Individuals with severe to profound hearing impairment have a reduced dynamic range that can make the selection and fitting of amplification challenging. When fitting this group of people with hearing aids, the goal is to provide as much auditory information as possible and thereby facilitate optimal speech recognition.1
Frequency resolution is often reduced for these individuals due to the broadening of auditory filters, which increase the influence of masking noise. However, the ability to process sound in the temporal domain is less influenced, particularly in the lower frequencies. This ability to use information from the amplitude-time waveform helps in speech decoding; it aids the perception of suprasegmental speech cues (eg, stress and intonation).2
Using these listening cues is more challenging in the presence of background noise. Even when wearing hearing aids, detecting these speech decoding cues may be difficult and require more mental processing effort from the listener.
In a clinical study of Chili SP, the potential benefits of speech intelligibility, listening effort, and sound quality were explored by comparing Chili SP with the participants’ own hearing instruments.
The Effort of Listening
A common complaint by hearing aid users is that listening in noisy situations is an exhausting experience. Listening is a central part of conversation, and without a good representation of the spoken word, other parts of communication suffer greatly.
When having a conversation, the task of the listener is not merely listening to the speech signal; communication is a process that also taxes central auditory function such as focusing attention to specific sound sources, storing information in memory, using contextual information to improve understanding, resolving ambiguities, and preparing appropriate responses quickly.
For individuals with severe-to-profound hearing loss, additional tasks—such as making up for reduced audibility and compensating for impaired intelligibility by straining to catch features as stress, prosody, and intonation—are added to the listening/conversation process.
This requires significant additional effort for people with hearing impairment, especially in challenging sound environments. The cognitive system has limited resources available at any given time, and as one area is taxed more, the capabilities of other areas are negatively impacted (eg, a reduced capacity to store information).3 Greater effort of listening denies cognitive resources for other activities and may account for the self-reported increase in stress level and exhaustion reported by hearing-impaired listeners in noise.
When the information embedded in the speech signal is not effectively flowing through the periphery, cognitive processing becomes more reliant on the use of context and the listener’s own knowledge of the topic, and less on the information inherently available in the actual signal, had it not been degraded. Again, this makes listening more effortful.4 Thus, sufficient speech understanding may be obtainable even in situations with background noise; however, it is unlikely this comes without significant effort—effort that may not be directly observed in lab tests of speech intelligibility.
A hearing aid may help the user release working memory resources to allow for better storage and faster information processing in challenging situations.3 Additionally, it is possible that hearing aids contribute to an ease in perceived listening effort even if improvements of speech intelligibility may be less significant.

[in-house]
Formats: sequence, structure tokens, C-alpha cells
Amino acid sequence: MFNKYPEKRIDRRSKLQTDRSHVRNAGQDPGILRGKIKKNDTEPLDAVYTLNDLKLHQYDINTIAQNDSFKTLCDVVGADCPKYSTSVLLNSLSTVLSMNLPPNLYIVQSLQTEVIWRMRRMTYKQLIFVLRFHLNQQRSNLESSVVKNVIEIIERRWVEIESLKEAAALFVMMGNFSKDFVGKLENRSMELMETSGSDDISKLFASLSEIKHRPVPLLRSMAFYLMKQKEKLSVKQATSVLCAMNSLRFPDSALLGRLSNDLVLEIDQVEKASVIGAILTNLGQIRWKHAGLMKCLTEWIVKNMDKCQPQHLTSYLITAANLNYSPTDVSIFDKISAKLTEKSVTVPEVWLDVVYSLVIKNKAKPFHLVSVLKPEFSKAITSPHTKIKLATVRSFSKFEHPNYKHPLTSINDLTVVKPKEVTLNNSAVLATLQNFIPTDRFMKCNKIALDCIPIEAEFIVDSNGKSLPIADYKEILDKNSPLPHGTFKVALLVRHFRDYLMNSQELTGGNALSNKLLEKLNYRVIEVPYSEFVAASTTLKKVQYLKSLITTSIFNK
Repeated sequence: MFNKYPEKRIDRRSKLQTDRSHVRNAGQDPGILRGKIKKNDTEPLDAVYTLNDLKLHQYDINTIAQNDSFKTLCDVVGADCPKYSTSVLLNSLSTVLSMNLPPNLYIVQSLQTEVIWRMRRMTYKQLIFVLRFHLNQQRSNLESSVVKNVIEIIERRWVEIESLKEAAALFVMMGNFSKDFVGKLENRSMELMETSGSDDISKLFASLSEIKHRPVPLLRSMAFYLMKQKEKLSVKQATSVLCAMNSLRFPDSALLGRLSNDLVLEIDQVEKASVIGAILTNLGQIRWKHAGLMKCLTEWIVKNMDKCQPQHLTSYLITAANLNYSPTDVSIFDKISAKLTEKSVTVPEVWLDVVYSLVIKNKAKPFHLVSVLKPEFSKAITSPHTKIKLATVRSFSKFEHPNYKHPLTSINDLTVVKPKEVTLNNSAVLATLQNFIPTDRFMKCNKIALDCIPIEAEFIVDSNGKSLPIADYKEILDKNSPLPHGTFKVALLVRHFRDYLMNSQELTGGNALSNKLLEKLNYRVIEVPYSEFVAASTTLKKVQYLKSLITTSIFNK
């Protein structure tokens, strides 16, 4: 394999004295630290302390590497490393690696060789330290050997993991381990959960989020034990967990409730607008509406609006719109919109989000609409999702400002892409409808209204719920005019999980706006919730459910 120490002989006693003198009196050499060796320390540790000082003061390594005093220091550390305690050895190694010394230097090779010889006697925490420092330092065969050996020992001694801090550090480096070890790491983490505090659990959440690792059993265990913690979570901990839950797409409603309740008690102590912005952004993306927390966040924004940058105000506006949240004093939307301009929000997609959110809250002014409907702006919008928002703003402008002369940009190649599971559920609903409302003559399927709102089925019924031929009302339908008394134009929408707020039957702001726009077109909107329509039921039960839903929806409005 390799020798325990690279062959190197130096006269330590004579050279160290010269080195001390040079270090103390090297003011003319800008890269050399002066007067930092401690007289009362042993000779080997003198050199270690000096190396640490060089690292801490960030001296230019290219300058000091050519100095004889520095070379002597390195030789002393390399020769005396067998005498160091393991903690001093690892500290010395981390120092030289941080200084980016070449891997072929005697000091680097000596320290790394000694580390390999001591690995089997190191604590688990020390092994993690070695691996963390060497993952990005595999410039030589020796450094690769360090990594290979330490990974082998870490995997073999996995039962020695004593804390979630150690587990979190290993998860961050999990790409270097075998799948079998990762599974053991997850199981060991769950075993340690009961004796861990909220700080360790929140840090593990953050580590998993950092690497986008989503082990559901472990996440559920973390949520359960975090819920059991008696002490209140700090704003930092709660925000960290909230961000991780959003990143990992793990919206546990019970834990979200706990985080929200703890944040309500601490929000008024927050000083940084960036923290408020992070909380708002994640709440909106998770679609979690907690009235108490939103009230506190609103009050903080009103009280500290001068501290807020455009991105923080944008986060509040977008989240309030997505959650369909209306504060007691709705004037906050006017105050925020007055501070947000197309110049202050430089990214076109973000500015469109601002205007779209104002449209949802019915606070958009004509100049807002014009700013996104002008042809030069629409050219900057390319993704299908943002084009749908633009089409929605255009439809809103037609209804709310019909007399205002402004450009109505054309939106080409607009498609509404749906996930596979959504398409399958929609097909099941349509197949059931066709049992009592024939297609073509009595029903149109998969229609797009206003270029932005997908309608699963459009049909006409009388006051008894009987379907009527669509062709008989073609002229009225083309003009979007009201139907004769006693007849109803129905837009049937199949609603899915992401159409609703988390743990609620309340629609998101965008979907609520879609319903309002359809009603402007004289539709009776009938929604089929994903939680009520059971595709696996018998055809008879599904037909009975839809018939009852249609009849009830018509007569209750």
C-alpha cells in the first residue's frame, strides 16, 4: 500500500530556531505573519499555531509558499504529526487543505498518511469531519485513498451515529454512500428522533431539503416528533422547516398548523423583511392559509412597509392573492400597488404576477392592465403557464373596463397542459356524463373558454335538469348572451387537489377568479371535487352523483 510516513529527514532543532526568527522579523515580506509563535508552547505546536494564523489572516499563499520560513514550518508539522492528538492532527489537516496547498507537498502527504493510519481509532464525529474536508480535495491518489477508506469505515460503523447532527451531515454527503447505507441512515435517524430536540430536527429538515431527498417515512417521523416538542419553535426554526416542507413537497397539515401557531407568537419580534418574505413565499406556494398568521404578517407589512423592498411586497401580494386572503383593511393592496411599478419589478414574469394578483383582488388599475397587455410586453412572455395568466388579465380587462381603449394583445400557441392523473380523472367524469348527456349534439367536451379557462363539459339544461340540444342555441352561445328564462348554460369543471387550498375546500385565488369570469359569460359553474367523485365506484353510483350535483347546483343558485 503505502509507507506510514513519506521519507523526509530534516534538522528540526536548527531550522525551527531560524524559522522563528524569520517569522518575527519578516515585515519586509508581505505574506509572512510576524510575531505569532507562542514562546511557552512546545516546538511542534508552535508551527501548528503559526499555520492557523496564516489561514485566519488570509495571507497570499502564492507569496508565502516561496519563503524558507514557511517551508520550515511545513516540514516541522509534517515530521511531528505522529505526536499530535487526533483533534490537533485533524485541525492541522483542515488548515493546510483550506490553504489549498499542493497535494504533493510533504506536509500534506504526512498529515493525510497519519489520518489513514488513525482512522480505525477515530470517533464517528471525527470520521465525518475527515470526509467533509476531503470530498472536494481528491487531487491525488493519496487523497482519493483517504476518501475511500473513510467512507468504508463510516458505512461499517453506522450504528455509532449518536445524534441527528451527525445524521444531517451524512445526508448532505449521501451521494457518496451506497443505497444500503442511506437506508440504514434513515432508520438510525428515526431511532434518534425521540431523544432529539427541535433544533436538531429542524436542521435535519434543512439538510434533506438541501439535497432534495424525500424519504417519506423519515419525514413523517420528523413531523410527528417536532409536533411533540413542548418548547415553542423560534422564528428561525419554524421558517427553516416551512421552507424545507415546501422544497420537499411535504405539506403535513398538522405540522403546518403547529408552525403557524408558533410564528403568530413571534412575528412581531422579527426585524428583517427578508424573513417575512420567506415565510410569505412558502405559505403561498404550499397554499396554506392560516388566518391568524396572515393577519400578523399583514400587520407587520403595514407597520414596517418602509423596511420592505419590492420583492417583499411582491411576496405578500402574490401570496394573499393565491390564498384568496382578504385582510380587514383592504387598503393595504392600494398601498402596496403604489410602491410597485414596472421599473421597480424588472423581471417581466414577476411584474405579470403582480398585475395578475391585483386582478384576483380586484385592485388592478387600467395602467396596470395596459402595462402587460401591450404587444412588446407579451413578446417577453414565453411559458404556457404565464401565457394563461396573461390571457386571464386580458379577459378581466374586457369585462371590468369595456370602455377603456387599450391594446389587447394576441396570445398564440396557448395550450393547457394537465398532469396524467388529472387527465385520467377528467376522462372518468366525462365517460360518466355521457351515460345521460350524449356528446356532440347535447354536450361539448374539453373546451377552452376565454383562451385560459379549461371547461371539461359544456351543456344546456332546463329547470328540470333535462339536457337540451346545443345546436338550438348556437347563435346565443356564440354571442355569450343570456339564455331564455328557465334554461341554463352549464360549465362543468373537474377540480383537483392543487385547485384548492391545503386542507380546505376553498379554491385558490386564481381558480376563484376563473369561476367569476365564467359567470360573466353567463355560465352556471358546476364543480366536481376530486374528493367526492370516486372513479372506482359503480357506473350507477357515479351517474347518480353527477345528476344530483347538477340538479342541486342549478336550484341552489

A Super Power Instrument With Specific Design Objectives
With a maximum output of 139 dB and a peak gain of 78 dB, the Oticon Chili SP hearing instrument is a non-linear super-power amplification system that features Speech Guard, split directionality, binaural processing, and connectivity (unpublished white paper by Donald Schum, PhD, available at ).
The Speech Guard processing strategy is designed to retain the speech envelope and thereby offer the hearing aid user the full dynamic properties of the speech signal.5 Chili SP features a dedicated prescriptive formula, the Dynamic Speech Enhancement Super Power (DSEsp). The device’s split directionality feature is designed to accommodate individuals who hear better in the low frequencies than in the high frequencies. Split directionality attenuates the high frequency input from the back and the sides, while still allowing the listener the full low frequency signal.1
This following study sought to verify these benefits, as well as explore the effects of the hearing instrument on both objectively measured and subjectively perceived listening effort by individuals with severe to profound hearing loss.
A total of 35 individuals with severe to profound hearing loss tested the Oticon Chili BTE SP9 against their own hearing aid at the Hörzentrum in Oldenburg, Germany (n=20) and at Oticon A/S, Denmark (n=15). Participants wore hearing devices of competing brands, as well as other Oticon hearing instruments.
As a starting point, all participants were satisfied with their own hearing aid performance in the sense that they had not contacted their dispensing professional for fine tuning or problem solving. The mean age of the participants at Hörzentrum was 64.8 years and the gender distribution was 12 males and 8 females; at Oticon A/S, the mean age was 57.1 years and the gender distribution was 9 males and 6 females.
Figure 1. Hearing threshold levels (HTL) from the two test sites at Hörzentrum, Oldenburg (HZ), and Oticon, Smørum, Denmark.
Mean hearing thresholds levels (HTL) for the two test sites are shown in Figure 1. A significant difference is seen in HTL between the two populations. At Hörzentrum, the mean four-frequency hearing threshold level (4FAHL, the HTL average at 0.5, 1, 2, and 4 kHz) was 71.3 dBHL, and 91.2 dBHL at Oticon A/S. This difference has been taken into account in subsequent data analysis by using “site” as a predictor variable in the data analysis. The variation of hearing thresholds of the participants in the study reflects the full fitting range of Chili SP.
The participants were fitted with Chili SP and allowed fine tuning using the overall loudness trimmer as a primary tool for enabling user acceptance. The overall loudness trimmer operates on all underlying gain trimmers altering maximum power output (MPO) in 2 dB steps. For this test, only 4 of the possible 10 step-up/step-down fine tunings were used to promote consistency between participants. Fine tuning of noise reduction from moderate to maximum, change in directionality settings, and change of identity were also allowed due to the sometimes-detailed sound processing preferences of this group of hearing instrument users.